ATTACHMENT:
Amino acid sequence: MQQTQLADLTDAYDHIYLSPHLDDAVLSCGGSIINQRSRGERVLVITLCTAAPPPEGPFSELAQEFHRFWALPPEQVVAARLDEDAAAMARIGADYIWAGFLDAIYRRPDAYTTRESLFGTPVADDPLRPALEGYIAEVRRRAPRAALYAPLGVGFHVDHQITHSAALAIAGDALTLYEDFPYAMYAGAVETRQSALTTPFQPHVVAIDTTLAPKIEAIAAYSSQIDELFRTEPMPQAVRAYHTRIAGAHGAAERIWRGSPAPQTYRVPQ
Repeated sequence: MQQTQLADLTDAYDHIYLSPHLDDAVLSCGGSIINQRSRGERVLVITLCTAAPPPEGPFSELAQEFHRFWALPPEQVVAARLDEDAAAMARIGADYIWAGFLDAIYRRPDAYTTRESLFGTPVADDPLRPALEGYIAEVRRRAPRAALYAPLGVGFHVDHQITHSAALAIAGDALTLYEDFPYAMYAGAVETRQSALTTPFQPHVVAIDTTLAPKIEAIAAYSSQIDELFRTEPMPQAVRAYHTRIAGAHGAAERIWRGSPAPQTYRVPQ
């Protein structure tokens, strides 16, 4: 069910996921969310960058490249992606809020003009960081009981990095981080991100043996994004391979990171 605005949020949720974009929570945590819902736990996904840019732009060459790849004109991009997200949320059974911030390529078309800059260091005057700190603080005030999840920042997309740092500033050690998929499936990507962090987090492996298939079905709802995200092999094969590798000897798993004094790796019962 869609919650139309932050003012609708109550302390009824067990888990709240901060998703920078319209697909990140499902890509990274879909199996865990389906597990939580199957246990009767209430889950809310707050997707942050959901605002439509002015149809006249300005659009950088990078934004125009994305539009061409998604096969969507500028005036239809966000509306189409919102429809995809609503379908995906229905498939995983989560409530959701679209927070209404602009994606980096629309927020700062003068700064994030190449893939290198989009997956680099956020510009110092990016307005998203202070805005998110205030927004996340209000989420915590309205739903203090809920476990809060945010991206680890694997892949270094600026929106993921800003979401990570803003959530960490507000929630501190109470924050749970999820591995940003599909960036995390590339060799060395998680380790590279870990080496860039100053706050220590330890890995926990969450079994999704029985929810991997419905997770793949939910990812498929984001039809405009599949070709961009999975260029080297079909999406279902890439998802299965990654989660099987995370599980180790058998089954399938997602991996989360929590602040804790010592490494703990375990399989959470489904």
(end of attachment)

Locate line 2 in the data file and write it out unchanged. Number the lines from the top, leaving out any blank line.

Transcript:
Repeated sequence: MQQTQLADLTDAYDHIYLSPHLDDAVLSCGGSIINQRSRGERVLVITLCTAAPPPEGPFSELAQEFHRFWALPPEQVVAARLDEDAAAMARIGADYIWAGFLDAIYRRPDAYTTRESLFGTPVADDPLRPALEGYIAEVRRRAPRAALYAPLGVGFHVDHQITHSAALAIAGDALTLYEDFPYAMYAGAVETRQSALTTPFQPHVVAIDTTLAPKIEAIAAYSSQIDELFRTEPMPQAVRAYHTRIAGAHGAAERIWRGSPAPQTYRVPQ